Anglo-American Diplomacy And The Reopening Of The Guyana-Venezuela Boundary Controversy, 1961-1966
This book is about Anglo-American involvement in the reopening of the border controversy between Guyana, formerly British Guiana, and Venezuela. The dispute over the border commenced in the mid-nineteenth century when Venezuela asserted a claim to some two-thirds of the territory of the British colony.
Great Britain's refusal to refer the delimitation of the border to arbitration developed into a major crisis in Anglo-American affairs in 1895. The United States had assessed the issue as a major challenge to the Monroe Doctrine and it would provoke the two English-speaking powers close to military conflict.
In 1899, an arbitral tribunal met in Paris and agreed unanimously on the boundary line between British Guiana and Venezuela. That boundary line has been universally accepted.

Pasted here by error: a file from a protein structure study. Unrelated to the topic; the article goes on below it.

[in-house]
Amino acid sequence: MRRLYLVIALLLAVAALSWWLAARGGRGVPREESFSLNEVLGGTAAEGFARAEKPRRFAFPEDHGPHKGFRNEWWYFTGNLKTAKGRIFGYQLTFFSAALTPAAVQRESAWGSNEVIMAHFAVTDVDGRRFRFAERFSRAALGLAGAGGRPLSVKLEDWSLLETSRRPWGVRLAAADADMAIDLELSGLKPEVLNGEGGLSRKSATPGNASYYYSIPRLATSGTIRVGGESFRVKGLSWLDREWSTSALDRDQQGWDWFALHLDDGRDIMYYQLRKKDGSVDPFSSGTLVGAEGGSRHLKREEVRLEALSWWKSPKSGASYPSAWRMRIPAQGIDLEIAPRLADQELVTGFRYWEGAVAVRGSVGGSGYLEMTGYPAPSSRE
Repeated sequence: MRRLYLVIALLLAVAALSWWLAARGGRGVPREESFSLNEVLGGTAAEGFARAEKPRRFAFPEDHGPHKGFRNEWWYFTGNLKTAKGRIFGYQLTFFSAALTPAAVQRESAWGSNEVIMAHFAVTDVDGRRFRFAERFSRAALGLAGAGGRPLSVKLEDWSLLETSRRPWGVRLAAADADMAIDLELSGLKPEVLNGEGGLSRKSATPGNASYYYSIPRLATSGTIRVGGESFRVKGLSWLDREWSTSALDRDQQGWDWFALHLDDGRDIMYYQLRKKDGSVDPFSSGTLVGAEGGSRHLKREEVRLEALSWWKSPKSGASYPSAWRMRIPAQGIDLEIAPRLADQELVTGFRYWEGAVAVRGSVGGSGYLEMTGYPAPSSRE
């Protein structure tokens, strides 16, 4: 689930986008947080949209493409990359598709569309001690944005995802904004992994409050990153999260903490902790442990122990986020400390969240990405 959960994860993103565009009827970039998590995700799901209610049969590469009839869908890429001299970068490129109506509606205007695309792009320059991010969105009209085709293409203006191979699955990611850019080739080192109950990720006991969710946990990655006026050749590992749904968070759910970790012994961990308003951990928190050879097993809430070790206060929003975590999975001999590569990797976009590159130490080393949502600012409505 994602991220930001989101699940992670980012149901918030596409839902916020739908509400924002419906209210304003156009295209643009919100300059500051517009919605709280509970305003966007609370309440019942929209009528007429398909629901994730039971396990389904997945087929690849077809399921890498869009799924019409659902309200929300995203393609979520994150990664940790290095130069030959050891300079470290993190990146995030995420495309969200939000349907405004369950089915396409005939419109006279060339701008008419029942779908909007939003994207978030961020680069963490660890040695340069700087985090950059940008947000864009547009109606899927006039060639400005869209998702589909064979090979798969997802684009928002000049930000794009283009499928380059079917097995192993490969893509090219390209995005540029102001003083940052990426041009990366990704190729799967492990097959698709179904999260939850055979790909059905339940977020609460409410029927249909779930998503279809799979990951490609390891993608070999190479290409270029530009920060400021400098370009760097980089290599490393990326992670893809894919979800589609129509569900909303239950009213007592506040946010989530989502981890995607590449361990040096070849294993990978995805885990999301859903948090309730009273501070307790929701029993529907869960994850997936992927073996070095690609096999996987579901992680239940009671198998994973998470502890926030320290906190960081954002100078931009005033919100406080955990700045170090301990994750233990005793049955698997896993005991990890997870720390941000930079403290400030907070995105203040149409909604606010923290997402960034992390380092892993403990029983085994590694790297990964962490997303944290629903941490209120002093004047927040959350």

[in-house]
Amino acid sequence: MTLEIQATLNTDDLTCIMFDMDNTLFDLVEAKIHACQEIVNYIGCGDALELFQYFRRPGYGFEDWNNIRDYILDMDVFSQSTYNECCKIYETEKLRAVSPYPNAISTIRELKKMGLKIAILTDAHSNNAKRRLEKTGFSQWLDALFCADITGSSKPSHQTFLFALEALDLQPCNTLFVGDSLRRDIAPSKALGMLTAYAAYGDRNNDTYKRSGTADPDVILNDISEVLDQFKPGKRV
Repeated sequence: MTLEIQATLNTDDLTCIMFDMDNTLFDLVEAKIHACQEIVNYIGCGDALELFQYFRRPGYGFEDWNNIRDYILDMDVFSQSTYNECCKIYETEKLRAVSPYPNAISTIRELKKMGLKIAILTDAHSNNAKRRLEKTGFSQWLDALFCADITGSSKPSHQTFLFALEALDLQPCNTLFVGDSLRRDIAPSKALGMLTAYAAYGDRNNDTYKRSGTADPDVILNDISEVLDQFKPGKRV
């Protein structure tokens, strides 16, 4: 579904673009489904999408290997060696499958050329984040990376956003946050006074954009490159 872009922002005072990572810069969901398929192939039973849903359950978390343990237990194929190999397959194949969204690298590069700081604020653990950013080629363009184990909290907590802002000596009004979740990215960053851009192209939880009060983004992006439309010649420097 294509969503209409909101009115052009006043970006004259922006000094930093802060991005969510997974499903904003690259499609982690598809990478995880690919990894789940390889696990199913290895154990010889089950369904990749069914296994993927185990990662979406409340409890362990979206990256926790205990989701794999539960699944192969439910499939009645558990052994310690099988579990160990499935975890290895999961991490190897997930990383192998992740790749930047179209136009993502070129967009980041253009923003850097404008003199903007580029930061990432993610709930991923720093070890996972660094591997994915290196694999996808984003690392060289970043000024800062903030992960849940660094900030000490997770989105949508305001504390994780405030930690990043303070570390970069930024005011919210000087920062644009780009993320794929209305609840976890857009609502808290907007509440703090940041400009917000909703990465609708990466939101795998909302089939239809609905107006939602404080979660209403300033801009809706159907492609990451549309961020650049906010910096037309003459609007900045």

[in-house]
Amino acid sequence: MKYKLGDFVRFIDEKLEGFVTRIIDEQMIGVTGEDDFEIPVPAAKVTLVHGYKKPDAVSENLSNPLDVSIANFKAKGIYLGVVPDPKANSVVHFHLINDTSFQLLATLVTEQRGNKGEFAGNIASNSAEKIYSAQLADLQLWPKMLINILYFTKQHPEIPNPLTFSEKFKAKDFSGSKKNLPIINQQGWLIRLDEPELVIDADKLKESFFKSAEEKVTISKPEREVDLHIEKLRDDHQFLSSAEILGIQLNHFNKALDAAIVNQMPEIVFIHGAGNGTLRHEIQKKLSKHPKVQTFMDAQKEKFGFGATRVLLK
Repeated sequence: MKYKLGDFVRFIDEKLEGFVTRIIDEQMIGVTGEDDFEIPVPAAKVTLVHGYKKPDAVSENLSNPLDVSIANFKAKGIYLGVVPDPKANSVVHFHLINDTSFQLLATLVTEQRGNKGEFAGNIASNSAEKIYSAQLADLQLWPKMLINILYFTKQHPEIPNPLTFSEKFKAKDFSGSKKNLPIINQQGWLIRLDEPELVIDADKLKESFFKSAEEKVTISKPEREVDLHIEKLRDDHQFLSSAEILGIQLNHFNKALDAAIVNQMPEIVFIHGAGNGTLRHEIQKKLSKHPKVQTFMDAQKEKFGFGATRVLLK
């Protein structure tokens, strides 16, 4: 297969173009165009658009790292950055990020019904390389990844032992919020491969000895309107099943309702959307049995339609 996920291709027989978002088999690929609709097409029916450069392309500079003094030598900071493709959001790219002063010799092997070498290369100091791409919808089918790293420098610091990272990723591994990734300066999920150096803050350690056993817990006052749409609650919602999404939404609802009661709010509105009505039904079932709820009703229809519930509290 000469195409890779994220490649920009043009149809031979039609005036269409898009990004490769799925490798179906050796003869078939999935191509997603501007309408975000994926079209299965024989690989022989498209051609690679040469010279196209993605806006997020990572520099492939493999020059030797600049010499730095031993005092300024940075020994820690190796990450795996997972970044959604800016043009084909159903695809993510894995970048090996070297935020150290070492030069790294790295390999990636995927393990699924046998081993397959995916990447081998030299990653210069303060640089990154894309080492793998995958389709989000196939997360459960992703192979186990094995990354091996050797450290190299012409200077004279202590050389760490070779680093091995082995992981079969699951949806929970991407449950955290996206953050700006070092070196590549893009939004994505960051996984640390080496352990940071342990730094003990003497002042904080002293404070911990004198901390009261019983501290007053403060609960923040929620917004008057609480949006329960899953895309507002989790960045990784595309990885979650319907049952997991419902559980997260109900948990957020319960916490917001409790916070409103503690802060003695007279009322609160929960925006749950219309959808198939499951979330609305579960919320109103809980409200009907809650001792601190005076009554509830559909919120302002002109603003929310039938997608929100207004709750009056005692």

In 1962 at the height of the Cold War, Venezuela repudiated the award claiming that it was a "political deal". Fidel Castro had assumed power in Cuba and there were anxieties about the spread of Communism in the Americas, particularly in British Guiana during the pre-independence premiership of Marxist oriented Cheddi Jagan.
Cedric Joseph examines the primary documents relating to the diplomacy of the administrations of John F Kennedy, Lyndon Johnson and British Prime Minister Harold Macmillan. He explores their special relationships, sympathies and acute predisposition towards Venezuela that permitted the reopening of the boundary issue and ultimately sacrificed the territorial integrity of Guyana.
He also establishes the collusion between Suriname's claim to territory in Guyana and the Venezuelan claim.
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September 30, 2009
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